The notable rise in net lending in May was probably due to lenders allowing for payment holidays rather than an increase in new loans to investors. But, these measures can only continue in the short-term and we expect transaction activity will be weak this year, which will keep a lid on net lending to property.
Lending likely to turn negative in the coming months
- The notable rise in net lending in May was probably due to lenders allowing for payment holidays rather than an increase in new loans to investors. But, these measures can only continue in the short-term and we expect transaction activity will be weak this year, which will keep a lid on net lending to property.
- Net property lending by banks and building societies saw a sharp increase in May, rising by £3bn compared to minus £0.7bn in April. (See Table 1.) The strength of May’s data was driven by a notable rise in lending for standing investments, which rose by £2.7bn, compared to minus £0.7bn in April. We think this was probably because some investors agreed further payment holidays with their lenders, reducing the amount of repayments made in May. Meanwhile, as developments restarted and developers were probably seeking bridging loans, borrowing for development increased by £0.3bn. (See Chart 1)
- Outstanding debt to property as a share of total lending was at its highest level since May 2014 as it edged up to 7% from 6.8% in April, but this remains relatively low by historic standards. This suggests that even if there is a rise in write-offs, the impact on the banking sector would be limited.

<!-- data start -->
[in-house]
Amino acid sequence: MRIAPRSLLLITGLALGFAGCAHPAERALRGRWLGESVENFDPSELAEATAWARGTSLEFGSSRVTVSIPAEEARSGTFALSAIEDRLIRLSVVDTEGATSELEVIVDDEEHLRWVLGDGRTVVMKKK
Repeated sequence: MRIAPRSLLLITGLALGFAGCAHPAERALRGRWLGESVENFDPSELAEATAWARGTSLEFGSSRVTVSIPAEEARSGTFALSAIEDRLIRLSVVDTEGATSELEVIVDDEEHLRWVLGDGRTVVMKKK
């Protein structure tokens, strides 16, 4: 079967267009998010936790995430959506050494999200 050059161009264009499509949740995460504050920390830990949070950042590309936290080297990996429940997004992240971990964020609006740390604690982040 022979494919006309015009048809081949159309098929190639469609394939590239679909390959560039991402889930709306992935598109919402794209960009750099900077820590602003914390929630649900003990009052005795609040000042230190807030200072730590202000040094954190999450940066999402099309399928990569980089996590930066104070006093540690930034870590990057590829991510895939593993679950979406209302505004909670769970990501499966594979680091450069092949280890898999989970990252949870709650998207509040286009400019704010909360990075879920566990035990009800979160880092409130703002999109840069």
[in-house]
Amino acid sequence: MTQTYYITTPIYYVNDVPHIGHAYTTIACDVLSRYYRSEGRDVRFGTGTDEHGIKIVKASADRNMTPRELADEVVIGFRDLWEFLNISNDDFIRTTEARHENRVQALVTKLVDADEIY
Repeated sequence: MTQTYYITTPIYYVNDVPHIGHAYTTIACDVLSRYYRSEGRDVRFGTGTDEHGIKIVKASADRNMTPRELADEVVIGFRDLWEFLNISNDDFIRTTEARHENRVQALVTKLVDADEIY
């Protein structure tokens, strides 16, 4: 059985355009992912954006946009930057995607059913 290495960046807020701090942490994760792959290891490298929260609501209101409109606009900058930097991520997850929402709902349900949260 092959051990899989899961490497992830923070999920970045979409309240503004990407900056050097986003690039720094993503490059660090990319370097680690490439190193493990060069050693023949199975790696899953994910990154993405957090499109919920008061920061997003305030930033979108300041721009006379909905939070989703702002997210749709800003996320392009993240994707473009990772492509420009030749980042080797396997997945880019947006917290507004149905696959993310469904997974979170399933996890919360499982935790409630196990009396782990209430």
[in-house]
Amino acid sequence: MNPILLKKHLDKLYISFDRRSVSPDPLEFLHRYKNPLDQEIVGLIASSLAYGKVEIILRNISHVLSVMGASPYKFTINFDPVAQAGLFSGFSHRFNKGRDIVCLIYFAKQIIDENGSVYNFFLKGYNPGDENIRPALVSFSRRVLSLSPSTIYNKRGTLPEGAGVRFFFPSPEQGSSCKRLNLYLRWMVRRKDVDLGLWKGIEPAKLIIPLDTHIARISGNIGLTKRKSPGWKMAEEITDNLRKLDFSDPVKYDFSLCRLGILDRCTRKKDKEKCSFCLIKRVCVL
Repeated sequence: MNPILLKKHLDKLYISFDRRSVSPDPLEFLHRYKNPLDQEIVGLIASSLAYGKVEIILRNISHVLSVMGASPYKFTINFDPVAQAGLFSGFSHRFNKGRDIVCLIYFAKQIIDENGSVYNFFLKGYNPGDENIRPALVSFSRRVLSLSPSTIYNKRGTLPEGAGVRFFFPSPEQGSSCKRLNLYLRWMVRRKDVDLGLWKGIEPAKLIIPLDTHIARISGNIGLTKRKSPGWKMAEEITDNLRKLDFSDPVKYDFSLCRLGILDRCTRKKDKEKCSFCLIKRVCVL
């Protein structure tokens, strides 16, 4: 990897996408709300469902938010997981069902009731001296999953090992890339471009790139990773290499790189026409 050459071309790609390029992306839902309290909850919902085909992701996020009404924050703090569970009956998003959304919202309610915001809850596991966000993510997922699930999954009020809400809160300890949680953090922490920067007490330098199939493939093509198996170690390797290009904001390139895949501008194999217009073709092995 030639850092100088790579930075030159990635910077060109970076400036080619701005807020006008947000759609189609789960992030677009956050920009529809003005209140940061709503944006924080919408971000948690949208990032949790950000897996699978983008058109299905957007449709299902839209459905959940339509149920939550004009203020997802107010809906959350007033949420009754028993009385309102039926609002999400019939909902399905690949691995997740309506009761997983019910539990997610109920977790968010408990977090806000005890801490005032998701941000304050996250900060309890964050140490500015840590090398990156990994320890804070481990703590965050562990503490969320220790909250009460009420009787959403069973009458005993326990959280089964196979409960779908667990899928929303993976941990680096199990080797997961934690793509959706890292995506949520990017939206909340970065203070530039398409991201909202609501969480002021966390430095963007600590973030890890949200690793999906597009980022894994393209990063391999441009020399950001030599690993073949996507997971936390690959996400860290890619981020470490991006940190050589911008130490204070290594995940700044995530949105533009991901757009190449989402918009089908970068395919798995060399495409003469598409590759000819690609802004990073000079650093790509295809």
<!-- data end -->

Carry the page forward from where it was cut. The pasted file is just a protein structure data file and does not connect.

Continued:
- On balance, we expect net lending to commercial property will turn negative in the near term. An increase in the risk of defaults will probably limit the willingness of banks to lend. Indeed, we saw Intu unable to agree a package with creditors and enter administration last week and this highlighted the vulnerabilities of some landlords. (See our Update.) Further, a drop in the volume of transaction activity and the value of assets being transacted will reduce the demand for new lending.
Chart 1: Net Lending to Property by Banks and Building Societies (£Bn, 3m Rolling Total)
Table 1: Lending to Commercial Property – Key Figures
Outstanding debt to property(£bn)
– to standing property(£bn)
– to development (£bn)
Net lending to property (£m)
– to standing property(£m)
– to development (£m)
Property as a % of outstanding debt
Source: Bank of England
Prohad Khan, Property Economist, email@example.com